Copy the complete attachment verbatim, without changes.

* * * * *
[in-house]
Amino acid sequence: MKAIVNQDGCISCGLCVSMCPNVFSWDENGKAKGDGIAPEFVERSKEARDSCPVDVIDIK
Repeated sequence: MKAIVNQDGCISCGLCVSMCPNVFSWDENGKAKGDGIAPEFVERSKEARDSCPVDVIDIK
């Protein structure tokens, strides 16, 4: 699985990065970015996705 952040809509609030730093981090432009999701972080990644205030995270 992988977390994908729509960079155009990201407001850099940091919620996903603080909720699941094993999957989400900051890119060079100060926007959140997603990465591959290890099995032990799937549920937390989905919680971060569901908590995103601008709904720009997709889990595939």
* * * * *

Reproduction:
[in-house]
Amino acid sequence: MKAIVNQDGCISCGLCVSMCPNVFSWDENGKAKGDGIAPEFVERSKEARDSCPVDVIDIK
Repeated sequence: MKAIVNQDGCISCGLCVSMCPNVFSWDENGKAKGDGIAPEFVERSKEARDSCPVDVIDIK
């Protein structure tokens, strides 16, 4: 699985990065970015996705 952040809509609030730093981090432009999701972080990644205030995270 992988977390994908729509960079155009990201407001850099940091919620996903603080909720699941094993999957989400900051890119060079100060926007959140997603990465591959290890099995032990799937549920937390989905919680971060569901908590995103601008709904720009997709889990595939």